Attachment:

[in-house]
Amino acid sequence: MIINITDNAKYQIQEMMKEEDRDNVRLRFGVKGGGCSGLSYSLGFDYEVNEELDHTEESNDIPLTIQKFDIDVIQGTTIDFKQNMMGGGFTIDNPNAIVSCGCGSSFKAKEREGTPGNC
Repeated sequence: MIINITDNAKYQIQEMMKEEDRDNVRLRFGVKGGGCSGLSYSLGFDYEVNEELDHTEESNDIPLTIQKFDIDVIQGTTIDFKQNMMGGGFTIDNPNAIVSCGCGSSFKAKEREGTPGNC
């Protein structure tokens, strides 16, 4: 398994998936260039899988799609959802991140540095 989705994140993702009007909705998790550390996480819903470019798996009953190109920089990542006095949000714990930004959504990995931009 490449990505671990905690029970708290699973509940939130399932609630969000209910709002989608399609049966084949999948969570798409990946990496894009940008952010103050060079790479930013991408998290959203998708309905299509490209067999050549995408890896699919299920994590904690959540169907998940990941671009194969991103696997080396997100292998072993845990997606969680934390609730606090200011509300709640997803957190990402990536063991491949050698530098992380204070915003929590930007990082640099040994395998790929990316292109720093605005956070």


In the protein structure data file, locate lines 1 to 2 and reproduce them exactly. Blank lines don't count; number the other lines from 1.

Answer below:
[in-house]
Amino acid sequence: MIINITDNAKYQIQEMMKEEDRDNVRLRFGVKGGGCSGLSYSLGFDYEVNEELDHTEESNDIPLTIQKFDIDVIQGTTIDFKQNMMGGGFTIDNPNAIVSCGCGSSFKAKEREGTPGNC